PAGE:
Larry Cohen brought an ancient Aztec creature t the Chrysler Building with his film Q (1982), as the mythical Qetzecoatl, or flying lizard, snatches up victims from the streets and roofs of Manhattan. Michael Moriarty is the crazy guy (big stretch) who's found a huge egg on top of the aforementioned building but can't get the cops to believe him. They've got distractions of their own — some lunatic cult is running around town skinning people. For all its low budget, Q has some good gore and a nice sense of offbeat humor.

For more classy fare, poor Tony Scott's artsy The Hunger (1983) interestingly dealt with themes that vampire movies and television shows are all tackling nowadays: love, loneliness, the sheer boredom of eternity. When Catherine Deneuve and David Bowie bring home the young punks and start to sex 'em up, only to whip out their sacrificial knives and lay them open (as opposed to just laying them), the way they lap up the flowing streams of blood is far more sexual than what they'd been doing just moments before. And Susan Sarandon, who falls under Deneuve's spell even as she realizes she's falling into a trap from which there's no escape, gives a good performance as the surrogate audience member asking us to believe the impossible.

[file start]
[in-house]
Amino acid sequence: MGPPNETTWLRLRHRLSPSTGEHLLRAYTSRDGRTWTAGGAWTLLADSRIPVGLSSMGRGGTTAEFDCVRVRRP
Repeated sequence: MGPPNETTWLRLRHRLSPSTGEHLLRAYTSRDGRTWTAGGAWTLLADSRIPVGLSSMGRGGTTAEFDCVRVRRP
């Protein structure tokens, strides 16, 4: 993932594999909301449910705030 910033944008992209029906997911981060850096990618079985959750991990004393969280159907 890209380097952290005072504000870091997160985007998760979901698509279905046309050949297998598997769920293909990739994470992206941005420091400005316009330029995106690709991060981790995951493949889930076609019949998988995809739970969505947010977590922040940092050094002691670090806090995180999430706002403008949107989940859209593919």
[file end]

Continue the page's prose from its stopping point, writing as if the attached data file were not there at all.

2007's John Cusack starrer 1408 is a fun ghost story about a "debunker" (Cusack) who goes to the Dolphin Hotel in New York and stays in the supposedly-haunted room 1408, only to be driven mad by the horrific visions he sees there. Kind of like a modern, hipper Ghost and Mr. Chicken, Cusack does a pretty good job in what's essentially a one-man show. Adapted from a Stephen King short story, the prolific author must've seen Antonio Margheriti's 1964 Castle of Blood beforehand.

There seem to be a preponderance of haunted-building films in the New York horror genre, and with good reason. There are lots of old buildings. The hotel I just did a conference at was one of the hotspots during the glory days of glamorous nightclubs and live bands in the '30s and '40s, but now it's full of gloomy corridors and darkly-lit ballrooms that you swear — if you stay really quiet — that you can hear the ghosts of decades ago whispering in the murkiness...and maybe the strains of a swing tune or two.


1 comment:

Anonymous said...

Wow! Rush of nostalgia. I want to watch the whole Henenlotter canon again.